Evolution and Chance
Two matters that critics of evolutionary theory can be relied upon to misunderstand are the notions of chance or randomness in evolution. These essays address them.
Genetic changes do not anticipate a species' needs, and those changes may be unrelated to selection pressures on the species. Nevertheless, evolution is not fundamentally a random process.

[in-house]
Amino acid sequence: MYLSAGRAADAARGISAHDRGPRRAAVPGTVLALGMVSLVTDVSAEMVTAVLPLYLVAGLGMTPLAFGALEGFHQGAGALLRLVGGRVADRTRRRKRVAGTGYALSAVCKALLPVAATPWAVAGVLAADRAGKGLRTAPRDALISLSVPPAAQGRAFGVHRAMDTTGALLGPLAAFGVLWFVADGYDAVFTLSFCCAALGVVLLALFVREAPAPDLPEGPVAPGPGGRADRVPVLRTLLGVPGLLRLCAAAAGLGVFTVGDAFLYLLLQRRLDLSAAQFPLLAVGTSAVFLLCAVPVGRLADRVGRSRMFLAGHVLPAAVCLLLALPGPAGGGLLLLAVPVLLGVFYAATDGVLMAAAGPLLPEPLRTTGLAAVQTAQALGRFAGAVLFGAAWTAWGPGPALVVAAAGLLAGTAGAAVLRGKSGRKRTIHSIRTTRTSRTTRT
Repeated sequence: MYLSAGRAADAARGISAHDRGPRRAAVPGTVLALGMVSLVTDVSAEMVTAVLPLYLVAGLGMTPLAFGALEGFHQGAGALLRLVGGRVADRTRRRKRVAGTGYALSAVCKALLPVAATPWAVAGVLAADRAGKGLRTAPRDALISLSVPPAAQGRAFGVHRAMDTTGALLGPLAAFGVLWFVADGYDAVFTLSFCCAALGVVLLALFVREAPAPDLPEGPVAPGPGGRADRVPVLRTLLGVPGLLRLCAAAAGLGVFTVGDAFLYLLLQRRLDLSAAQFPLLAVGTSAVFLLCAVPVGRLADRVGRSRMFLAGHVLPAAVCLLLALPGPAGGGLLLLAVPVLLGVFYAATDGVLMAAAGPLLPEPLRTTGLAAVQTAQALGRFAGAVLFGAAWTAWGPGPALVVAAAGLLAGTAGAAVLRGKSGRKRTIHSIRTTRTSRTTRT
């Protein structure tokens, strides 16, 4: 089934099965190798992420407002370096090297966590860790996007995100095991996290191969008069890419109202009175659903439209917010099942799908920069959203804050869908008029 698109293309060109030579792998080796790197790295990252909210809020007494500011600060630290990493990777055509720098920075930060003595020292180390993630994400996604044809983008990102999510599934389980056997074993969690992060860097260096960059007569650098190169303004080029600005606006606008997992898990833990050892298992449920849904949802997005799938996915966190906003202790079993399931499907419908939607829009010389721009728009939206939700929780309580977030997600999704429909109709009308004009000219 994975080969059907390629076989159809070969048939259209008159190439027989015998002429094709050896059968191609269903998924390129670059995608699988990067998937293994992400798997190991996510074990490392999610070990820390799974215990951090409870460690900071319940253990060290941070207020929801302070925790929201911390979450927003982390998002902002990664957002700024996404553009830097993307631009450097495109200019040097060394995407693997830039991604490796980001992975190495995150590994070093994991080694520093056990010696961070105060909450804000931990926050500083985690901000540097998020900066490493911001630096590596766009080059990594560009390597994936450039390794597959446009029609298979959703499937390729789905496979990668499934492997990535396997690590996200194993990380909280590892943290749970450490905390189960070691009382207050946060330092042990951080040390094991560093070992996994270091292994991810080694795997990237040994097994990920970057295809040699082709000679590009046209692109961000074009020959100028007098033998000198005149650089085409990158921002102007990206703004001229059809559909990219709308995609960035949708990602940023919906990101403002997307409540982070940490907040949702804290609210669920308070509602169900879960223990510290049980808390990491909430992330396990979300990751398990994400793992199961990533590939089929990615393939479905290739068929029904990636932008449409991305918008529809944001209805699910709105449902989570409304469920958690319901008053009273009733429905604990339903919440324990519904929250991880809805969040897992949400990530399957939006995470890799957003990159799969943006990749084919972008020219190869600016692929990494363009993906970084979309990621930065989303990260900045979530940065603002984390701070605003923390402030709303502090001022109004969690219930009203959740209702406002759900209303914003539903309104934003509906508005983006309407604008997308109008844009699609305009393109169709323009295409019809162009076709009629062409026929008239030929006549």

Many Christians are suspicious of the role played by "chance" in evolution. Their suspicions are exacerbated whenever apologists for evolution treat "chance" like some metaphysical entity antithetical to God. This apparent conflict between Chance and God is illusory and unnecessary. The role played by chance in biological evolution --- microevolution or macroevolution --- is no different than the role played by chance in any other scientific theory. Theism has always maintained that God can and does determine the outcome of "random" events. Therefore, "random" events in nature are in no way an obstacle to God's providential action; quite the opposite, they are one way in which God could exert providential care.
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